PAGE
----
How Congress Got Booze During Prohibition
The fact that alcohol consumption was illegal in the United States for a decade in the 20th Century didn’t stop Members of Congress from getting their libations:
While members of Congress may have championed Prohibition laws on the House floor, many of them happily broke the rules in any of the 3,000 speakeasies scattered throughout downtown Washington. And when members needed to restock their personal hooch supply, they turned to one man: George Cassiday.
During his time as a booze distributor on the Hill, Cassiday estimated that four out of five members of Congress drank—and many of them availed themselves of Cassiday’s services. Congress even gave Cassiday his own storeroom in the basement of the Cannon office building.
Cassiday was eventually arrested twice, both times going into congressional offices with booze in tow. “It was hardly a well-kept secret,” said Garrett Peck, the author of Prohibition in Washington, D.C.: How Dry We Weren’t. After one of his arrests, a press agent pointed out Cassiday as “the man over there in the green hat,” and thus his moniker (and the District’s new brand of gin) was christened.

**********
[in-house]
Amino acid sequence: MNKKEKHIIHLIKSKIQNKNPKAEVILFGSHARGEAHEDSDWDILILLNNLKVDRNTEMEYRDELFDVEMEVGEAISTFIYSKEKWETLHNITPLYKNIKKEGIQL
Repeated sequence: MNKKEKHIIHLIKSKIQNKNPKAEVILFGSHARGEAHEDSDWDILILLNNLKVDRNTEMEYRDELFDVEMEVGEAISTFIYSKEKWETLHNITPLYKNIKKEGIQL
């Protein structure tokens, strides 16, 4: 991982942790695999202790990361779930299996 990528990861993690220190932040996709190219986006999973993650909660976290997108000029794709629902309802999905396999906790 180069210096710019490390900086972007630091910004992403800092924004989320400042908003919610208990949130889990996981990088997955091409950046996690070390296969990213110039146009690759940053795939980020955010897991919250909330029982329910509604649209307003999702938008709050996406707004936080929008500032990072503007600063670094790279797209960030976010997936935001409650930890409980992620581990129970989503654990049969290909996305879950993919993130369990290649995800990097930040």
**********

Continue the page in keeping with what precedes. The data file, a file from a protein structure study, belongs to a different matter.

Before the 1930 midterm elections, Cassiday wrote a series of five front-page articles for The Washington Post about his former clientele. Though he didn’t name names, he gave plenty of colorful detail. One senator Cassiday supplied would hide his liquor on top of a bookshelf, next to the Congressional Record.
“He never mentioned liquor to me, but occasionally he would say he could use some ‘new reading matter,’ ” Cassiday wrote. “This customer always referred to me as his ‘librarian.’ “
Honestly, I’m not sure how anyone could read the Congressional Record without a strong drink nearby.